The good news today is that the second opinion on Jacob Turner’s elbow injury was the same as the first opinion:
Jacob Turner had second look at his elbow, which showed nothing new beyond flexor strain/bone bruise. Taking a month off throwing. #Cubs
— JJ Stankevitz (@JJStankevitz) March 13, 2015
Taking a month off may not sound like good news, but compared to the alternative any time the structures of the elbow are in question, it’s good news (look no further than today’s Yu Darvish Tommy John surgery announcement for evidence). None of this is to say that Turner will definitely come back in a month and never deal with an elbow injury again (the greatest predictor of future arm injuries, unfortunately, are past arm injuries), but, as far as these things good, I’m relieved.
Further, now that we know where things stand with Turner’s elbow, it’s reasonable to consider the roster implications of the injury and recovery timeline. As we’ve discussed, the Cubs had an overwhelmingly crowded competition at the back of the rotation, and an overwhelmingly crowded competition for the bullpen. Injuries like Turner’s are predictable in the abstract, so it was always the case that some things would sort themselves out organically. Further, because of that extreme depth, the Cubs can afford to take it very slow and steady with Turner’s return, to ensure he comes back healthy.
And, to that end, there’s a silver lining to the injury and its timing.
Because of the big league contract he signed out of high school with the Tigers, Turner – who is just 23 – is already out of minor league options. That’s part of the reason the Cubs were able to snipe him from the Marlins last year, but it also made for a precarious position entering the season. If Turner didn’t win a job in the Cubs’ rotation (he was not the favorite), and if he did not win a job in the bullpen (it’s so very crowded), the Cubs were going to have to subject Turner to waivers in order to try and get him outrighted to AAA Iowa. Given his youth, scouting pedigree, and potential upside, it seems highly unlikely that Turner would clear waivers, so the Cubs would have been faced with the choice of keeping Turner on the 25-man roster at all costs, trading him for whatever they could get, or letting a claiming team simply have him. Depending on how things shook out, none of those choices is particularly attractive.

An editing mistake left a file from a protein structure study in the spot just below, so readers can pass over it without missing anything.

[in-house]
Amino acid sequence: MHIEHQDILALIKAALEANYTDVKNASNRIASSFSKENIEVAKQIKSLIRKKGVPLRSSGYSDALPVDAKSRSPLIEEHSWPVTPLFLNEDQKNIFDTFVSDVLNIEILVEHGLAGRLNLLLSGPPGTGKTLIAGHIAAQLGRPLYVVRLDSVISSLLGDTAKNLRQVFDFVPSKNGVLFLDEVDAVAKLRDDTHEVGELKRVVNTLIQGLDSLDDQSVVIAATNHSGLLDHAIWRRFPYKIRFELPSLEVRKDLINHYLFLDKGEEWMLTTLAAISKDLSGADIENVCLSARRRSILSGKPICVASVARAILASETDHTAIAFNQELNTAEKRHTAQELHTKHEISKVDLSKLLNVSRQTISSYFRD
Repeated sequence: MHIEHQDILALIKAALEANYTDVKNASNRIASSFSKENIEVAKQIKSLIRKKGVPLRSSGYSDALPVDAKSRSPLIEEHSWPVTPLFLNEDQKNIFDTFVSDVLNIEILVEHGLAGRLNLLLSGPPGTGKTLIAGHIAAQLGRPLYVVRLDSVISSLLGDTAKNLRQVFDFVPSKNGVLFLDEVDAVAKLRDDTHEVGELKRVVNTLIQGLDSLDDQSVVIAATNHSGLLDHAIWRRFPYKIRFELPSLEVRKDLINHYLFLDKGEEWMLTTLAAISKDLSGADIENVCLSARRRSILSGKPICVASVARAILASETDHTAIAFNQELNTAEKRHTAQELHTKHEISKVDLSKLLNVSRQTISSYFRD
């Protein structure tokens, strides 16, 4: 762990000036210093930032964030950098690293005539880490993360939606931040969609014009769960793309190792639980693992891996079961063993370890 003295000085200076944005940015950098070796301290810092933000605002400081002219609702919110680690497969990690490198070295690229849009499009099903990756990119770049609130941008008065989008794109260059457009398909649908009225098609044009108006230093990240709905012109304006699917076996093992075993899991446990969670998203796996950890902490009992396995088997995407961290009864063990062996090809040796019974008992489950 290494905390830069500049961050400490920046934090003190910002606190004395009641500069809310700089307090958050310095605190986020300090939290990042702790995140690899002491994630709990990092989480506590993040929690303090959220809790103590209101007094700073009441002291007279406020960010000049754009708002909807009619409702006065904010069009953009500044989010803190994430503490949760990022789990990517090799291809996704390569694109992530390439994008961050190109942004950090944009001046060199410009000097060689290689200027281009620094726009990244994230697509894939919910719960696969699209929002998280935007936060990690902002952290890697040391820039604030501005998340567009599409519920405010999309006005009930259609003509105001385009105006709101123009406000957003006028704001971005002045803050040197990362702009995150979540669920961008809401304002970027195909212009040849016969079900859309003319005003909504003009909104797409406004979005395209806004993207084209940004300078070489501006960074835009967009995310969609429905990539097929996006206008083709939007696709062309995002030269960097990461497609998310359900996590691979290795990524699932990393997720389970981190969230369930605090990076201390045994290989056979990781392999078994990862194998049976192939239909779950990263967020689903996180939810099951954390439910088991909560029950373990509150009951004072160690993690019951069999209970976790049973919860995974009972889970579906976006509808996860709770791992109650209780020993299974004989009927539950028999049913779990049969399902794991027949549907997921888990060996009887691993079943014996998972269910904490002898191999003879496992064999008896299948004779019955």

Now, because of his injury, the Cubs won’t have to confront those choices, if at all, for quite a long time. If Turner doesn’t throw for a month, he won’t be picking up a baseball until early to mid-April. From there, he’ll need at least a few weeks to build back up arm strength before facing batters in a game situation, which could be early May.
From there, Turner could go on a minor league rehab assignment for as long as 30 days without needing a minor league option to do it. In other words, the conceivable outcome of this injury is that Turner is placed on the disabled list, stays in Arizona to rehab and build up arm strength, and then spends most of May in the minor leagues pitching as he would have if he’d been optioned to the minors in the first place (and, of course, testing and ensuring his elbow’s health).
Further, depending on the extent of the injury and the Cubs’ roster needs, it’s possible that Turner could be placed on the 60-day DL before the season starts, opening up a 40-man roster spot for a guy like Phil Coke or another needed addition. Although that would render Turner unable to return to the big leagues until mid-to-late May (depending on how far back the Cubs are permitted to backdate the DL stint), he probably wouldn’t be returning until then anyway.
At that point, maybe the rotation has a clear need. Or maybe Turner is throwing so well the Cubs are eager to open up a spot for him. Or maybe the bullpen is beckoning. Or maybe it’s clear that it’s not going to work out. However it plays out, now the Cubs have much more of something they didn’t have before Turner’s injury: time.
Obviously the most important thing here is Turner’s healthy return, and the hope is still that he’ll contribute positively to the Cubs in 2015 and beyond. To that end, we’ll just have to cross our fingers on his rehab. In the interim, though, the Cubs will get to retain Turner, and the roster situation becomes incrementally less tricky for April 5.